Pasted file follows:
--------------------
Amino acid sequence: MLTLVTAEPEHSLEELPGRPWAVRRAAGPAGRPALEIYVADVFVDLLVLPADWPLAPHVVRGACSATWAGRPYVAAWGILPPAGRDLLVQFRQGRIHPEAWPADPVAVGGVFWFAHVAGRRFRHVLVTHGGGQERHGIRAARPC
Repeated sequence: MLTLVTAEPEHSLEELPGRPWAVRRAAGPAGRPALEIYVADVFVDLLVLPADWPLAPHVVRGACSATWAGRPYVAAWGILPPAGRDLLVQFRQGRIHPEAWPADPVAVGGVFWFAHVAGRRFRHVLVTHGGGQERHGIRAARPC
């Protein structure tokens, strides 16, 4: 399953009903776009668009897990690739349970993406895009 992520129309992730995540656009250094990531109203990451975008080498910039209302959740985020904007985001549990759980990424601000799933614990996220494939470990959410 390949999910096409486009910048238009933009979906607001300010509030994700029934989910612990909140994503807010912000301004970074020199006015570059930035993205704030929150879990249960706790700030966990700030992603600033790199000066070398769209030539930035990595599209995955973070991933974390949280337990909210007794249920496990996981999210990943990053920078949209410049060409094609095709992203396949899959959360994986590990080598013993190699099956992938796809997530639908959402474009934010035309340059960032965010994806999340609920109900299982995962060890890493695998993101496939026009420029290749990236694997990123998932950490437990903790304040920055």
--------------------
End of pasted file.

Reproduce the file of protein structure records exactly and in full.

Amino acid sequence: MLTLVTAEPEHSLEELPGRPWAVRRAAGPAGRPALEIYVADVFVDLLVLPADWPLAPHVVRGACSATWAGRPYVAAWGILPPAGRDLLVQFRQGRIHPEAWPADPVAVGGVFWFAHVAGRRFRHVLVTHGGGQERHGIRAARPC
Repeated sequence: MLTLVTAEPEHSLEELPGRPWAVRRAAGPAGRPALEIYVADVFVDLLVLPADWPLAPHVVRGACSATWAGRPYVAAWGILPPAGRDLLVQFRQGRIHPEAWPADPVAVGGVFWFAHVAGRRFRHVLVTHGGGQERHGIRAARPC
């Protein structure tokens, strides 16, 4: 399953009903776009668009897990690739349970993406895009 992520129309992730995540656009250094990531109203990451975008080498910039209302959740985020904007985001549990759980990424601000799933614990996220494939470990959410 390949999910096409486009910048238009933009979906607001300010509030994700029934989910612990909140994503807010912000301004970074020199006015570059930035993205704030929150879990249960706790700030966990700030992603600033790199000066070398769209030539930035990595599209995955973070991933974390949280337990909210007794249920496990996981999210990943990053920078949209410049060409094609095709992203396949899959959360994986590990080598013993190699099956992938796809997530639908959402474009934010035309340059960032965010994806999340609920109900299982995962060890890493695998993101496939026009420029290749990236694997990123998932950490437990903790304040920055």